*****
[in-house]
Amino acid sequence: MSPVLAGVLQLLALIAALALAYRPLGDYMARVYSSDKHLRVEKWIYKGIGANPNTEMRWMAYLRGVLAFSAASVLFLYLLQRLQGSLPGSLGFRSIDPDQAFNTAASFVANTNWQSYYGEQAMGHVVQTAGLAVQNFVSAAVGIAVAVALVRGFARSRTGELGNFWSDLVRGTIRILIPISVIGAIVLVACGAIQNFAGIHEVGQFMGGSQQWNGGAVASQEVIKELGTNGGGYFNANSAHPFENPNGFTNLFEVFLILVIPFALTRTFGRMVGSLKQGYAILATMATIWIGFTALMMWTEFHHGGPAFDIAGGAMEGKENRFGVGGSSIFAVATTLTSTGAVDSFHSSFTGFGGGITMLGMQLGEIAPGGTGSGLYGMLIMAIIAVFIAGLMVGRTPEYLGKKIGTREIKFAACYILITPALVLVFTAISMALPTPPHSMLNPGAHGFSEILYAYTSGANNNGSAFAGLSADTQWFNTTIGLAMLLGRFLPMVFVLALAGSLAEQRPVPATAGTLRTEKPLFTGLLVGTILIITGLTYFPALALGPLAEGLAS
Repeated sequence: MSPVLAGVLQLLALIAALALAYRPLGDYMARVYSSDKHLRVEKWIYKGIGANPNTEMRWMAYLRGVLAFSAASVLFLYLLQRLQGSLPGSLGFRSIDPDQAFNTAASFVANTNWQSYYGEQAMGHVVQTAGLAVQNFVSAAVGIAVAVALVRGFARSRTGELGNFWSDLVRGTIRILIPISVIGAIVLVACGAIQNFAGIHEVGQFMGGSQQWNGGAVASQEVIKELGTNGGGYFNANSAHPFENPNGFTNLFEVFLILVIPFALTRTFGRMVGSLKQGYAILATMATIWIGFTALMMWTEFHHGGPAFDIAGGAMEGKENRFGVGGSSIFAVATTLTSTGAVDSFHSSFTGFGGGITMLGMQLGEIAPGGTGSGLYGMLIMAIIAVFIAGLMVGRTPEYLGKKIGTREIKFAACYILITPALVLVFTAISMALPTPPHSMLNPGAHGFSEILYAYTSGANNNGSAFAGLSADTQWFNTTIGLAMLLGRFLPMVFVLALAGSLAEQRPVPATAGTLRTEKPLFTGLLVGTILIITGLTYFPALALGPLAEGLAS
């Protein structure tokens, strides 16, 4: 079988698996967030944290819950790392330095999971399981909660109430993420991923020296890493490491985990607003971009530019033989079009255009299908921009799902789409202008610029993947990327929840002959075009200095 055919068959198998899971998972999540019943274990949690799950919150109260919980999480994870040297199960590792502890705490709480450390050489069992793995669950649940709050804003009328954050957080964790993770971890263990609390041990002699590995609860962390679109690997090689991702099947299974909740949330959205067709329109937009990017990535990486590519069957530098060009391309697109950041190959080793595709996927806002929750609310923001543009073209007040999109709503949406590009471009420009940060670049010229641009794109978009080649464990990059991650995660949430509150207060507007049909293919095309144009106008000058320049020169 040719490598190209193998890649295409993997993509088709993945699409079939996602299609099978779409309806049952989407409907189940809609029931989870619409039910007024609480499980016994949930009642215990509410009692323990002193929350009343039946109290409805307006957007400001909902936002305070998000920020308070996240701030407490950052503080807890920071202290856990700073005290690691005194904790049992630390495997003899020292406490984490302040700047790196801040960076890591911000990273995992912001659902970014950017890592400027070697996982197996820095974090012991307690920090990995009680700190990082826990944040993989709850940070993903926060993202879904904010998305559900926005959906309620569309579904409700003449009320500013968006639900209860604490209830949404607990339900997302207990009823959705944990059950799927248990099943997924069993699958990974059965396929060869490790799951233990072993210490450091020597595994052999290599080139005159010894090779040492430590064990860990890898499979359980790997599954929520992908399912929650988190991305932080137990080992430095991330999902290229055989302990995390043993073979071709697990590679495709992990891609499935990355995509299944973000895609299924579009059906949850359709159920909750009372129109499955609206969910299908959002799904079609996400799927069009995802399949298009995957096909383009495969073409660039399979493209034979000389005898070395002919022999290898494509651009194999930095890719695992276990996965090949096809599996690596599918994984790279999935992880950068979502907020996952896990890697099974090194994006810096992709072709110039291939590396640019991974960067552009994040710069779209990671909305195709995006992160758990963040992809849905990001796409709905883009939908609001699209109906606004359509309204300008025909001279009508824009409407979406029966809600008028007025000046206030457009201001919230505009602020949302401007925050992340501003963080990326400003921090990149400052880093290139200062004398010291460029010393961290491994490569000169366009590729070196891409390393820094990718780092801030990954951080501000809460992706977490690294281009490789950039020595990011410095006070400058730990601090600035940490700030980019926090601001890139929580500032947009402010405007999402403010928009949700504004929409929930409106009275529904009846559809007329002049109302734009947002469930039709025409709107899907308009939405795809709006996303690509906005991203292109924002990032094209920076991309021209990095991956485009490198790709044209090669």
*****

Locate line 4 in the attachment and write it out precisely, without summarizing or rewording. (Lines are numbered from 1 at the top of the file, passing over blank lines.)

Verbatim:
């Protein structure tokens, strides 16, 4: 079988698996967030944290819950790392330095999971399981909660109430993420991923020296890493490491985990607003971009530019033989079009255009299908921009799902789409202008610029993947990327929840002959075009200095 055919068959198998899971998972999540019943274990949690799950919150109260919980999480994870040297199960590792502890705490709480450390050489069992793995669950649940709050804003009328954050957080964790993770971890263990609390041990002699590995609860962390679109690997090689991702099947299974909740949330959205067709329109937009990017990535990486590519069957530098060009391309697109950041190959080793595709996927806002929750609310923001543009073209007040999109709503949406590009471009420009940060670049010229641009794109978009080649464990990059991650995660949430509150207060507007049909293919095309144009106008000058320049020169 040719490598190209193998890649295409993997993509088709993945699409079939996602299609099978779409309806049952989407409907189940809609029931989870619409039910007024609480499980016994949930009642215990509410009692323990002193929350009343039946109290409805307006957007400001909902936002305070998000920020308070996240701030407490950052503080807890920071202290856990700073005290690691005194904790049992630390495997003899020292406490984490302040700047790196801040960076890591911000990273995992912001659902970014950017890592400027070697996982197996820095974090012991307690920090990995009680700190990082826990944040993989709850940070993903926060993202879904904010998305559900926005959906309620569309579904409700003449009320500013968006639900209860604490209830949404607990339900997302207990009823959705944990059950799927248990099943997924069993699958990974059965396929060869490790799951233990072993210490450091020597595994052999290599080139005159010894090779040492430590064990860990890898499979359980790997599954929520992908399912929650988190991305932080137990080992430095991330999902290229055989302990995390043993073979071709697990590679495709992990891609499935990355995509299944973000895609299924579009059906949850359709159920909750009372129109499955609206969910299908959002799904079609996400799927069009995802399949298009995957096909383009495969073409660039399979493209034979000389005898070395002919022999290898494509651009194999930095890719695992276990996965090949096809599996690596599918994984790279999935992880950068979502907020996952896990890697099974090194994006810096992709072709110039291939590396640019991974960067552009994040710069779209990671909305195709995006992160758990963040992809849905990001796409709905883009939908609001699209109906606004359509309204300008025909001279009508824009409407979406029966809600008028007025000046206030457009201001919230505009602020949302401007925050992340501003963080990326400003921090990149400052880093290139200062004398010291460029010393961290491994490569000169366009590729070196891409390393820094990718780092801030990954951080501000809460992706977490690294281009490789950039020595990011410095006070400058730990601090600035940490700030980019926090601001890139929580500032947009402010405007999402403010928009949700504004929409929930409106009275529904009846559809007329002049109302734009947002469930039709025409709107899907308009939405795809709006996303690509906005991203292109924002990032094209920076991309021209990095991956485009490198790709044209090669």